March Field Air Museum, Boeing B-29 Superfortress – Information on B-29’s, including the “Mission Inn” and Three Feathers.  There are also 13 additional photos that you can see.

If you want to see the crew of Three Feathers, Z-SQUARE-49, and have any additional interest in the 500th Bomb Group,  then you have to go to their memorial website!  Just click here – 500th Bomb Group Memorial.  Be sure to go to the Gallery, and click on the 883rd, then on Air Crews.

And finally I have one more source to mention.  In fact, I probably wouldn’t have attempted to write about my connection to Three Feathers III, if it weren’t for this wonderful paper entitled “Three Feathers – Flagship of the 500th” by Joan Morre Liska, daughter of T.Sgt. Matthew J. Moore, gunner (with contributions by Capt. Edward Feathers Air Commander, and 2nd Lt. Homer L. Bourland, pilot of Three Feathers).

As I mentioned in my previous posts about Three Feathers (Part 1 & Part 2), this experience has been both humbling and enlightening!  I feel honored to have learned so much about this particular B-29 and her crew.  It’s my hope that if you’ve enjoyed this information as well that you share it, so others can learn and appreciate what has been done for them by brave men and women of WWII.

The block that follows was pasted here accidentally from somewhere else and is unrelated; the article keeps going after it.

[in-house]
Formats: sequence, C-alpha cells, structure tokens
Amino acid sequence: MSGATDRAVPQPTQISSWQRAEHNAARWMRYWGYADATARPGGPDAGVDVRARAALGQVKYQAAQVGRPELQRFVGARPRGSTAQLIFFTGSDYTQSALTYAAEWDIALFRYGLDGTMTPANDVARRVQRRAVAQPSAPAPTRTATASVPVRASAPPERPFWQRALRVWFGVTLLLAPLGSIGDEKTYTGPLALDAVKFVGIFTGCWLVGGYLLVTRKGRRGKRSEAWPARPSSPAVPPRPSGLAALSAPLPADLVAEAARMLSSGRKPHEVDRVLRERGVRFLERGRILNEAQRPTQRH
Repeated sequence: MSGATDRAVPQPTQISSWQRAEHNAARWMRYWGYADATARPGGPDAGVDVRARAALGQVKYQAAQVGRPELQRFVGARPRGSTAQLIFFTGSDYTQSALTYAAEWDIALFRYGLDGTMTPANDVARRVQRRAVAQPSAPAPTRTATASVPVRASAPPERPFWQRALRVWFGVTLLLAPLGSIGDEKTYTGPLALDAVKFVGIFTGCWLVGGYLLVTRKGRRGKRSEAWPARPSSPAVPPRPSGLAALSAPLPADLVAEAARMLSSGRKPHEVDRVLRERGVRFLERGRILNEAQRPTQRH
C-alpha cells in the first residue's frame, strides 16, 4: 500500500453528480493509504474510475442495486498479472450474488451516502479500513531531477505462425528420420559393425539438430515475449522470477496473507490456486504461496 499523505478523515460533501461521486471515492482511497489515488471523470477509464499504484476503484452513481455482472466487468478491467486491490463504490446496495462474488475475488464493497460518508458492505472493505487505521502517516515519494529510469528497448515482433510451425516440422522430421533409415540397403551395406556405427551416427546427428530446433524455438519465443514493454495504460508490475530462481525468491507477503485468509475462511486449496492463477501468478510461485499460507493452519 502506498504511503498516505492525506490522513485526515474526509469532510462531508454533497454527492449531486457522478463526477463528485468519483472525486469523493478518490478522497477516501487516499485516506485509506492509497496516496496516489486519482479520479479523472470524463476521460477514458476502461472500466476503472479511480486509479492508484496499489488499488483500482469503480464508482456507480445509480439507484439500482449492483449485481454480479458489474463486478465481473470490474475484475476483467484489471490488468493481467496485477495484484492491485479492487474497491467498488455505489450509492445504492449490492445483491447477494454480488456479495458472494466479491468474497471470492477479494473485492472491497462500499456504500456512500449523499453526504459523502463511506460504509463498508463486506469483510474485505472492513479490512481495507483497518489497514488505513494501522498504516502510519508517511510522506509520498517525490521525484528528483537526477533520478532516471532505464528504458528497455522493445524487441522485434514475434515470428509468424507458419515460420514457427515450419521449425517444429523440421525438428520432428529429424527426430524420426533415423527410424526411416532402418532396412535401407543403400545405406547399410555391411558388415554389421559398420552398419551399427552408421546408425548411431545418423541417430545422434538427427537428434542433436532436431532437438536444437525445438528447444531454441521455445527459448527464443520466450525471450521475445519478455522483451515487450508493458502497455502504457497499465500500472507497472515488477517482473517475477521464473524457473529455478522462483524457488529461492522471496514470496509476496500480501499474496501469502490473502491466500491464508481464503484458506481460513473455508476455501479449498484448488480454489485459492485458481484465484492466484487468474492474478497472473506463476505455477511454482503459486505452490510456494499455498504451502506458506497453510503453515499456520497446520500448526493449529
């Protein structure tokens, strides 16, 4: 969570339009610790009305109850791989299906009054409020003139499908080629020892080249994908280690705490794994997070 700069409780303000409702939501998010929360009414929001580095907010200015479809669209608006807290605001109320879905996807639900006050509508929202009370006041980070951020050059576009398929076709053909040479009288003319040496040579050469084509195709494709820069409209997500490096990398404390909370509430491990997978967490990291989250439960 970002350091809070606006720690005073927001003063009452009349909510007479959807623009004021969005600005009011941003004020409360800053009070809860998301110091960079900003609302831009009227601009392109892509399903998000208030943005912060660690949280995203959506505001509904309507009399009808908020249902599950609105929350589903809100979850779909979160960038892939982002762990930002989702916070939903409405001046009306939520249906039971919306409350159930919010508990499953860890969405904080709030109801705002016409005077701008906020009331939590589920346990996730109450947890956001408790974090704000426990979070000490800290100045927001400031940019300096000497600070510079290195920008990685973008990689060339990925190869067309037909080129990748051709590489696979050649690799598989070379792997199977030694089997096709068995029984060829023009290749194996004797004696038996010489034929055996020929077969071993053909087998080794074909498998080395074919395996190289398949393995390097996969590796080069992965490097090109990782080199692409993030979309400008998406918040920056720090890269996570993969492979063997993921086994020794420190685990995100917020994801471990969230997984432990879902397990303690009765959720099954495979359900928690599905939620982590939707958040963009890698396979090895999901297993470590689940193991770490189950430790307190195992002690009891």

That’s it for now – Until next time, Happy Shooting!

Three Feathers, Part 2

This is part 2 of my unusual connection to a B-29 named Three Feathers.  Part 1 was a discussion of how I happened to gain a much deeper understanding of the history of this fantastic plane and her crew.  In Part 2 I’ll share some of that history with you!

 B-29, Three Feathers

The B-29, Three Feathers.  Olympus E-P3 HDR Image, Converted to B&W in Photoshop

Three Feathers was brand new in 1944.  The plane and her crew were assigned to the 883rd Bomb Squadron, 500th Bomb Group.  The plane had the number “Z Square 49” assigned to it.  This B-29 received it’s name “Three Feathers” by the Commander, Captain Edward Feathers after his wife and 2 daughters (Three Feathers).

Here is a list of the men that made up the crew of Three Feathers:

  • Captain Edward Feathers – Commander
  • 2nd Lt. Homer L Bourland – Pilot and Flight Engineer
  • 2nd Lt. Richard D. Metcalf – Bombardier and Navigator
  • 2nd Lt. Jack D. Alford – Navigator and Bombardier
  • 2nd Lt. John E.D. Irving – Flight Engineer
  • Cpl. William C. Taylor – Radio Operator
  • Cpl. Ewald Schulz – Radar Operator
  • Sgt. Matthew J. Moore – Central Fire Control and Right Side Gunner
  • Cpl. Ralph J. Darrow – Left Side Gunner and Electrician
  • Cpl. Elmer E. Burch – Ring Gunner and Assistant Engineer
  • Pvt. Houston H. Powers – Tail Gunner and Aircraft Mechanic
  • S/Sgt. A.G. Swede Pearson – Crew Chief (ground crew)

Combat Crew Replacements

  • Capt. Walter E. Landaker – Squadron Bombardier and Navigator (replaced Metcalf who was transferred)